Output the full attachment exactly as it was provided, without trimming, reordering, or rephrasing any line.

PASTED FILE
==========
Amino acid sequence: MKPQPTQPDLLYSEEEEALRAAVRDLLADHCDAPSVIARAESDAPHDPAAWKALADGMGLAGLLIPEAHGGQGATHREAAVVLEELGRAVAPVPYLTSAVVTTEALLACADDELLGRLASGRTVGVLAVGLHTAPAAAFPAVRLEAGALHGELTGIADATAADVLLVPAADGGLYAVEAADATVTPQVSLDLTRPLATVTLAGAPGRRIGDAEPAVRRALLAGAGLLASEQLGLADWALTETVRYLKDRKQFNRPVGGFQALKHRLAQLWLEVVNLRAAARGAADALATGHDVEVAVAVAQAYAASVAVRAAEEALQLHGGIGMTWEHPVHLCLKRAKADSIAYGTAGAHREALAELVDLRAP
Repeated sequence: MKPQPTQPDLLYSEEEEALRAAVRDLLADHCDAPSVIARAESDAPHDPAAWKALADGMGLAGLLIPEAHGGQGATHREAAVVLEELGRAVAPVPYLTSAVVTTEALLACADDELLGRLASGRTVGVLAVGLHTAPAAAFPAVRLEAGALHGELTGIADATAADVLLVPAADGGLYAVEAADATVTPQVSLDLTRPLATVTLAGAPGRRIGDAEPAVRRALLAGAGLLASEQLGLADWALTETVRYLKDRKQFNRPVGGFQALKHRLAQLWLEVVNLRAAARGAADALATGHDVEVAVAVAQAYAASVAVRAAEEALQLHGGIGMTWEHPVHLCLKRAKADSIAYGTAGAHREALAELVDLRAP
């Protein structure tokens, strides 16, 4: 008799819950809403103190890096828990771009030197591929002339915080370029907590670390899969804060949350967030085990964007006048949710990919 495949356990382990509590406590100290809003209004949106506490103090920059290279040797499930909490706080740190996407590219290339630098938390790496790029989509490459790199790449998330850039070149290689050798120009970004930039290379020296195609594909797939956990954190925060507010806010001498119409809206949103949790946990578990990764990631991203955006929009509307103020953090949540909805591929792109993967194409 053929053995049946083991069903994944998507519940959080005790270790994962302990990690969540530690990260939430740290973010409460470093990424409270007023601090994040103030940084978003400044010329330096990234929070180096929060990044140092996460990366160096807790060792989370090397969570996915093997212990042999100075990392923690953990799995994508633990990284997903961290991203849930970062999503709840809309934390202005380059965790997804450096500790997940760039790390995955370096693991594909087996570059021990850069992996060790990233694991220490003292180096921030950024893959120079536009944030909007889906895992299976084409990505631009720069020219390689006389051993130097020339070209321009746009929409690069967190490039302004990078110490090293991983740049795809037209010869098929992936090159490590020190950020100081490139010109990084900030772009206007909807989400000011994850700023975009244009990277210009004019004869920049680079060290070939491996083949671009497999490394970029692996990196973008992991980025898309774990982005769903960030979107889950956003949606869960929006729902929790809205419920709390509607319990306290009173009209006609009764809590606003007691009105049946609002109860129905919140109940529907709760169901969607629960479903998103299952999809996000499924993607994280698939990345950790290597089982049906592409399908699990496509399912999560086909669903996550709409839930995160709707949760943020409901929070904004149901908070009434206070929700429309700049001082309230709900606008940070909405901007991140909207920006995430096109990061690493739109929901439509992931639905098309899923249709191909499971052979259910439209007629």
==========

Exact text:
Amino acid sequence: MKPQPTQPDLLYSEEEEALRAAVRDLLADHCDAPSVIARAESDAPHDPAAWKALADGMGLAGLLIPEAHGGQGATHREAAVVLEELGRAVAPVPYLTSAVVTTEALLACADDELLGRLASGRTVGVLAVGLHTAPAAAFPAVRLEAGALHGELTGIADATAADVLLVPAADGGLYAVEAADATVTPQVSLDLTRPLATVTLAGAPGRRIGDAEPAVRRALLAGAGLLASEQLGLADWALTETVRYLKDRKQFNRPVGGFQALKHRLAQLWLEVVNLRAAARGAADALATGHDVEVAVAVAQAYAASVAVRAAEEALQLHGGIGMTWEHPVHLCLKRAKADSIAYGTAGAHREALAELVDLRAP
Repeated sequence: MKPQPTQPDLLYSEEEEALRAAVRDLLADHCDAPSVIARAESDAPHDPAAWKALADGMGLAGLLIPEAHGGQGATHREAAVVLEELGRAVAPVPYLTSAVVTTEALLACADDELLGRLASGRTVGVLAVGLHTAPAAAFPAVRLEAGALHGELTGIADATAADVLLVPAADGGLYAVEAADATVTPQVSLDLTRPLATVTLAGAPGRRIGDAEPAVRRALLAGAGLLASEQLGLADWALTETVRYLKDRKQFNRPVGGFQALKHRLAQLWLEVVNLRAAARGAADALATGHDVEVAVAVAQAYAASVAVRAAEEALQLHGGIGMTWEHPVHLCLKRAKADSIAYGTAGAHREALAELVDLRAP
């Protein structure tokens, strides 16, 4: 008799819950809403103190890096828990771009030197591929002339915080370029907590670390899969804060949350967030085990964007006048949710990919 495949356990382990509590406590100290809003209004949106506490103090920059290279040797499930909490706080740190996407590219290339630098938390790496790029989509490459790199790449998330850039070149290689050798120009970004930039290379020296195609594909797939956990954190925060507010806010001498119409809206949103949790946990578990990764990631991203955006929009509307103020953090949540909805591929792109993967194409 053929053995049946083991069903994944998507519940959080005790270790994962302990990690969540530690990260939430740290973010409460470093990424409270007023601090994040103030940084978003400044010329330096990234929070180096929060990044140092996460990366160096807790060792989370090397969570996915093997212990042999100075990392923690953990799995994508633990990284997903961290991203849930970062999503709840809309934390202005380059965790997804450096500790997940760039790390995955370096693991594909087996570059021990850069992996060790990233694991220490003292180096921030950024893959120079536009944030909007889906895992299976084409990505631009720069020219390689006389051993130097020339070209321009746009929409690069967190490039302004990078110490090293991983740049795809037209010869098929992936090159490590020190950020100081490139010109990084900030772009206007909807989400000011994850700023975009244009990277210009004019004869920049680079060290070939491996083949671009497999490394970029692996990196973008992991980025898309774990982005769903960030979107889950956003949606869960929006729902929790809205419920709390509607319990306290009173009209006609009764809590606003007691009105049946609002109860129905919140109940529907709760169901969607629960479903998103299952999809996000499924993607994280698939990345950790290597089982049906592409399908699990496509399912999560086909669903996550709409839930995160709707949760943020409901929070904004149901908070009434206070929700429309700049001082309230709900606008940070909405901007991140909207920006995430096109990061690493739109929901439509992931639905098309899923249709191909499971052979259910439209007629």